You have seen in the Moving Pair series how a third can invert to a sixth and then move around in much the same way. This means you can harmonise a different note –the top note, which is the one that the ear naturally listens out for.
Cascading Sixths explores harmonising with sixths within a twelve bar chord sequence. Here is the performance video, with the audio and MIDI reference blow.
First, rehearse the dominant scales of the three I, IV, V chords you would expect to hear in a twelve-bar in C.
The sixths we are selecting for Cascading Sixths are the first four from the root down.
Use fingers 5-1, 4-1 as shown or finger the sixths 5-1 throughout.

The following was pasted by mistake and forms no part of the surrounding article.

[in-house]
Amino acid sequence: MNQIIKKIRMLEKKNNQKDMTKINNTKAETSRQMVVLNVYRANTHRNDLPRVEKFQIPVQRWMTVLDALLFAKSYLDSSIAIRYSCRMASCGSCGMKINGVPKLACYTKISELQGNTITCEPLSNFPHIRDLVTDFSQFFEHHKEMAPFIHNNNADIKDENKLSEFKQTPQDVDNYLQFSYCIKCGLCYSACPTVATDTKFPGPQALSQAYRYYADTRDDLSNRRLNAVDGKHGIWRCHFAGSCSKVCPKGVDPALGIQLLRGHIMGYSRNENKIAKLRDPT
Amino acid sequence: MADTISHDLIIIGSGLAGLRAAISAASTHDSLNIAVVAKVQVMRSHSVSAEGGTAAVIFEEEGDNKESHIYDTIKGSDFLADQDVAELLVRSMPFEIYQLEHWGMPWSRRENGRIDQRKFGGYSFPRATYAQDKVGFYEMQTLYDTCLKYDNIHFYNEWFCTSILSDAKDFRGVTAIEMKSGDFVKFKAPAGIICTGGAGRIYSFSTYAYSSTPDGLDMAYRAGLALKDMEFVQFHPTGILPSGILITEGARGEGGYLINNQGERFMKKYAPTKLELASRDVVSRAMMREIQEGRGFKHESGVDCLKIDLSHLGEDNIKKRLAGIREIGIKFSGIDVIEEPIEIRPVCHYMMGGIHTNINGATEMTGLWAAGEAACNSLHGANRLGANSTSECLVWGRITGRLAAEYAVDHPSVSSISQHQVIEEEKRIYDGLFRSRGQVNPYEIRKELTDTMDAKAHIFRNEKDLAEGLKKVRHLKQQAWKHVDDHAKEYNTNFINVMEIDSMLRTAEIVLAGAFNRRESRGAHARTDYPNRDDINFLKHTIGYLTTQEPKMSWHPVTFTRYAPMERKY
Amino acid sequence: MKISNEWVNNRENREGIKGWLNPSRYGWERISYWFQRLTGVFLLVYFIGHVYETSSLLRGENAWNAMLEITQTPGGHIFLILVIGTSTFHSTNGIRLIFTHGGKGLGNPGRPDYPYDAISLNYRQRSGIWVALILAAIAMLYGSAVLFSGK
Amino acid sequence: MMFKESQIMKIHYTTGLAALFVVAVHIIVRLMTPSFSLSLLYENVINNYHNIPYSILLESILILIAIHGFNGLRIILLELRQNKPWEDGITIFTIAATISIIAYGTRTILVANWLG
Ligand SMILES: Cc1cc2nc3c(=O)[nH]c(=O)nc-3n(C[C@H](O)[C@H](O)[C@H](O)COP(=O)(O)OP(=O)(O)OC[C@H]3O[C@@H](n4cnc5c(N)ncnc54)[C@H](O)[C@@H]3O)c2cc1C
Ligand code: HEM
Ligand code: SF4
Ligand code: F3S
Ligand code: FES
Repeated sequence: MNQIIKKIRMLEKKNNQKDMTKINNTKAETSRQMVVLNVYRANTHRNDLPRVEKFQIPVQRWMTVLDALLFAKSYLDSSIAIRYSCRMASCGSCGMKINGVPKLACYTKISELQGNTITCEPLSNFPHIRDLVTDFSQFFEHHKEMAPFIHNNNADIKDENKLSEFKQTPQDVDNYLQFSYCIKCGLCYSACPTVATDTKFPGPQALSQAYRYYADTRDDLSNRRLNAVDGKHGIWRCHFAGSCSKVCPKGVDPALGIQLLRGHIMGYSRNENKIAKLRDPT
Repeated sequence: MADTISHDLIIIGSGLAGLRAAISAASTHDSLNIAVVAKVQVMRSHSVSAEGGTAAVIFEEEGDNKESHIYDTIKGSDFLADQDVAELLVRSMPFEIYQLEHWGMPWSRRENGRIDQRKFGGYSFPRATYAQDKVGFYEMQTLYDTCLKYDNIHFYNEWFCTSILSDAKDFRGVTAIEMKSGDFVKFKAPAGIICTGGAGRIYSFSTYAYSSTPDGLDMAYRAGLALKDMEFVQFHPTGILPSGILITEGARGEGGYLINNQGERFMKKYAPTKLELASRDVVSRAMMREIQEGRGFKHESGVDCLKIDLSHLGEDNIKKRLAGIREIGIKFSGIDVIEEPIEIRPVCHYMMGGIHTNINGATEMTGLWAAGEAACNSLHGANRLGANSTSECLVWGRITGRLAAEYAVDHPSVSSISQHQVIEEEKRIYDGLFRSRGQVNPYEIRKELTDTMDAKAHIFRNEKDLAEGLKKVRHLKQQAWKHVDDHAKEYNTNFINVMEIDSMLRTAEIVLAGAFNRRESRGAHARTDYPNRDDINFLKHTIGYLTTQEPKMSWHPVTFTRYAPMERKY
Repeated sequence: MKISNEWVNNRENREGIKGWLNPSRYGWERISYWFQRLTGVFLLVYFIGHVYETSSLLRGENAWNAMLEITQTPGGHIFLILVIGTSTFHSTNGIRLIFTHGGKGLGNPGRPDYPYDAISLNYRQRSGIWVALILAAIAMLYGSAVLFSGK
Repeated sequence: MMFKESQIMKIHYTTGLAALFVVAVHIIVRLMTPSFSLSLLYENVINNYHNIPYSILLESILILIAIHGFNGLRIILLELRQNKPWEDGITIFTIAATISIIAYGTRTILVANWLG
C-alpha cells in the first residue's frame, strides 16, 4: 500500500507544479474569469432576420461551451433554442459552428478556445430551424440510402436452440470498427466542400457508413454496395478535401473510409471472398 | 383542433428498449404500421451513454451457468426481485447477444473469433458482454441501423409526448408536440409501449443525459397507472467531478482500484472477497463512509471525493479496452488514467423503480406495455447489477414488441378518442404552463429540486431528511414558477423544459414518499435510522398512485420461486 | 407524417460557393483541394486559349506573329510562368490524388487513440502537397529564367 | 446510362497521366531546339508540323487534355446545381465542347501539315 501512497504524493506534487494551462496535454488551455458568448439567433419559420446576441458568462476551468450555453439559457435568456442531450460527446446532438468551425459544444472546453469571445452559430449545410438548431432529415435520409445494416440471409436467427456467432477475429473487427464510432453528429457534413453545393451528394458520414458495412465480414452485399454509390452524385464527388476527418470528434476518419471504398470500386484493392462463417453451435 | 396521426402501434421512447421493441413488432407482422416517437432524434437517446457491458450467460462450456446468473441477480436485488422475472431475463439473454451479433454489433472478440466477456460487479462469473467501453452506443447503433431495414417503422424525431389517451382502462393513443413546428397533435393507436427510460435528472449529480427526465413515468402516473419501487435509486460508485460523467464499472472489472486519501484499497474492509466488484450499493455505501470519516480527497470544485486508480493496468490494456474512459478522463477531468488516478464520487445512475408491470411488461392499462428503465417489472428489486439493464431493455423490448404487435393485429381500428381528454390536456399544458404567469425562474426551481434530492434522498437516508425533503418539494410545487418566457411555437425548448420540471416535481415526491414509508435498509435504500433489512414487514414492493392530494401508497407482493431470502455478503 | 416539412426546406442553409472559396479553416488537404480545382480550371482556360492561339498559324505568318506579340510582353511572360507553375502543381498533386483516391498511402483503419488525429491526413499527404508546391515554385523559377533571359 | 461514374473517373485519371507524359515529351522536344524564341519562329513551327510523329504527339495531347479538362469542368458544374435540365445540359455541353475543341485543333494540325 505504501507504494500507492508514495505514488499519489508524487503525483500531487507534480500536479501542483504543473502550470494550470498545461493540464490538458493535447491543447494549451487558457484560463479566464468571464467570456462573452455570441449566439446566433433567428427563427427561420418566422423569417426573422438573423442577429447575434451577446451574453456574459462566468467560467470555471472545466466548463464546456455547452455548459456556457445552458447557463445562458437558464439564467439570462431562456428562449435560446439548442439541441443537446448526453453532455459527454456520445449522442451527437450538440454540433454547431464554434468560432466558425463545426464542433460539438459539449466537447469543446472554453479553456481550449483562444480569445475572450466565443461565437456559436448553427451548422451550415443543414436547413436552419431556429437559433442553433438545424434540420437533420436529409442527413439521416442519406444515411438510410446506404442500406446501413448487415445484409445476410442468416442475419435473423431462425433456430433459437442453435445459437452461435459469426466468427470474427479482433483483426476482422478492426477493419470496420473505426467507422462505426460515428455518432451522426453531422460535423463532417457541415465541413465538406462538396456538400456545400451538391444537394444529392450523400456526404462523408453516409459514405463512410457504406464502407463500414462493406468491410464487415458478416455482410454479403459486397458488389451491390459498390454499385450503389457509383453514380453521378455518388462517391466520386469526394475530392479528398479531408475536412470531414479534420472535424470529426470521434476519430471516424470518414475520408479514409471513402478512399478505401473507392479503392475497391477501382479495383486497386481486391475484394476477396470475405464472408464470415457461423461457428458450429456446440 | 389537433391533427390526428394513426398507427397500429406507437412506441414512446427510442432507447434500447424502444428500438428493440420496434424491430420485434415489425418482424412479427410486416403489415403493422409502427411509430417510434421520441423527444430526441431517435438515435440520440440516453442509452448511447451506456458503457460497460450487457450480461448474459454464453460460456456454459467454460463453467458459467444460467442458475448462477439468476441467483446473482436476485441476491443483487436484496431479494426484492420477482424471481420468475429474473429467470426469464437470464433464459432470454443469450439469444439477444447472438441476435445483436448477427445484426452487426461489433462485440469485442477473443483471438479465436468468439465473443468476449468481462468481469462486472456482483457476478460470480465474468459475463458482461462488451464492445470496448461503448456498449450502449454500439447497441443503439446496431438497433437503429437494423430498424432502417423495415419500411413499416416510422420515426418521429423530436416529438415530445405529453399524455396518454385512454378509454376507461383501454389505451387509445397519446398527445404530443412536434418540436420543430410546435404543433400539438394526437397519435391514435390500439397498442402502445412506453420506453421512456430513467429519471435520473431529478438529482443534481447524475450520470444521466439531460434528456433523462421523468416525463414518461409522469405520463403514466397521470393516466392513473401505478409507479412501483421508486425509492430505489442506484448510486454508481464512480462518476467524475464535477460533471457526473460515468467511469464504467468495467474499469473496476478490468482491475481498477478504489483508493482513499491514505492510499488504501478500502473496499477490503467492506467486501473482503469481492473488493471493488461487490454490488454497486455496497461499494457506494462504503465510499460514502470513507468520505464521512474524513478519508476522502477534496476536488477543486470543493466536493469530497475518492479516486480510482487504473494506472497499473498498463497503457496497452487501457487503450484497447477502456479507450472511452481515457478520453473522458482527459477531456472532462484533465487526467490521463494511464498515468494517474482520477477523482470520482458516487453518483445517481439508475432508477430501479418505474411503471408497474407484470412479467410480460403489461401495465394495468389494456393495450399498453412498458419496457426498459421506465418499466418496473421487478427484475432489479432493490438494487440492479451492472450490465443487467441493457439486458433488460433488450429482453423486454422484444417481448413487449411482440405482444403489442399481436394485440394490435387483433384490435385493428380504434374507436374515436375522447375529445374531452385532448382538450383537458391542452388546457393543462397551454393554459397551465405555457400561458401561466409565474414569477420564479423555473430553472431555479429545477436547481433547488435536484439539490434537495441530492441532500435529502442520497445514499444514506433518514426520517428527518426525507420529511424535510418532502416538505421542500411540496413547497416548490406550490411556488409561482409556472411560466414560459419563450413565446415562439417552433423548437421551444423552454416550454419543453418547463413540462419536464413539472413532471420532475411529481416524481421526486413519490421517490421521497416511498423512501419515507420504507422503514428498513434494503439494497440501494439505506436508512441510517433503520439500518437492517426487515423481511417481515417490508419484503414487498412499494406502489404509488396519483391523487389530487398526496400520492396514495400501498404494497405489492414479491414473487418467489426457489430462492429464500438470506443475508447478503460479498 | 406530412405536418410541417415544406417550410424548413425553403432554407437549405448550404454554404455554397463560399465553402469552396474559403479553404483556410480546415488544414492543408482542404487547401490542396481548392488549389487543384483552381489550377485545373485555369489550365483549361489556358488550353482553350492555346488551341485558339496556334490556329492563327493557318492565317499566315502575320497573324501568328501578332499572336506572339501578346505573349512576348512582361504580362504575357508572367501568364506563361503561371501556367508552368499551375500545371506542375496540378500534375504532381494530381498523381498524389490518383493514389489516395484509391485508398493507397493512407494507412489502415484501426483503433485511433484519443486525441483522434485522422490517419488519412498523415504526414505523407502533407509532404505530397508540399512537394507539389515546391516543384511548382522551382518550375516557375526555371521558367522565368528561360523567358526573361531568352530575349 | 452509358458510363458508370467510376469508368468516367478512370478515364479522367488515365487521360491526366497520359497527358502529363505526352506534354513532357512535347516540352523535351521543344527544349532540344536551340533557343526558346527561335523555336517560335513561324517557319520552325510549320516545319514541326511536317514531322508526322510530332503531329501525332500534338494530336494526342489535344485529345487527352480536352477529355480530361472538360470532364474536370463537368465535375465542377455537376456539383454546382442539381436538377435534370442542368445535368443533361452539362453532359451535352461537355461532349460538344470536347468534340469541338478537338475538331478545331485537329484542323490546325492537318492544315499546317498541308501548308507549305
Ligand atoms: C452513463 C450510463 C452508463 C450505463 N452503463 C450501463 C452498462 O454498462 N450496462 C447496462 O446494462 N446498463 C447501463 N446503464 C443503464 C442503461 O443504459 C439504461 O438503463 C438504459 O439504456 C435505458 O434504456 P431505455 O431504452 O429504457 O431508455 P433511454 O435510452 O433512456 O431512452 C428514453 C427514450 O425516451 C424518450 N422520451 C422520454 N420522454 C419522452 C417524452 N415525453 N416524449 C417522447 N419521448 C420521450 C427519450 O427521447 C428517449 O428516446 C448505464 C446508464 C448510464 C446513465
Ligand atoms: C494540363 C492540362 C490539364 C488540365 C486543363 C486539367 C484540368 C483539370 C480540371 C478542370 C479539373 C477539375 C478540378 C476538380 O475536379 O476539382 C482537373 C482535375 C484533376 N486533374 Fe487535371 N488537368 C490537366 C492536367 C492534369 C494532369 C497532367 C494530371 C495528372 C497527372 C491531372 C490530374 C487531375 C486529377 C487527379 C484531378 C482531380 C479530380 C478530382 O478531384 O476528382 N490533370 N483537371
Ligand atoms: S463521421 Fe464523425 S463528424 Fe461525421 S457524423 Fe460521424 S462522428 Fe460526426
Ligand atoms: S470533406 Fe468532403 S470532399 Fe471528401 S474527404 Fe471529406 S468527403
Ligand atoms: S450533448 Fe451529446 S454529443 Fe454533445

These twelve intervals (pairs of notes) are quite enough for a short piece. Here is the Cascading Sixths ‘skeleton music’ – before any syncopation or bass line development.
The audio and MIDI files for this skeleton music are cut off precisely at bar-end, making them ideal for looping and playing along to – the best practising arrangement.
Now work in the basic syncopation. The rhythm used is the same throughout. Absorb the counting written between the staves – learn to say it out loud. Only one line of MS is given – simply apply the same rhythm to all the ‘skeleton music’.
This ‘simple material with syncopation for show’ type of piece is perfect for practising your transposing. All the module MIDI files transposed into D for you to work with are included in your download and referenced in your workbook.
The three chords/scales you will work with are D7, G7
and A7. Expect the fingering to change with the new F and C sharps. Here are the audio files for you to check your progress. The performance is at the end, after the build-up.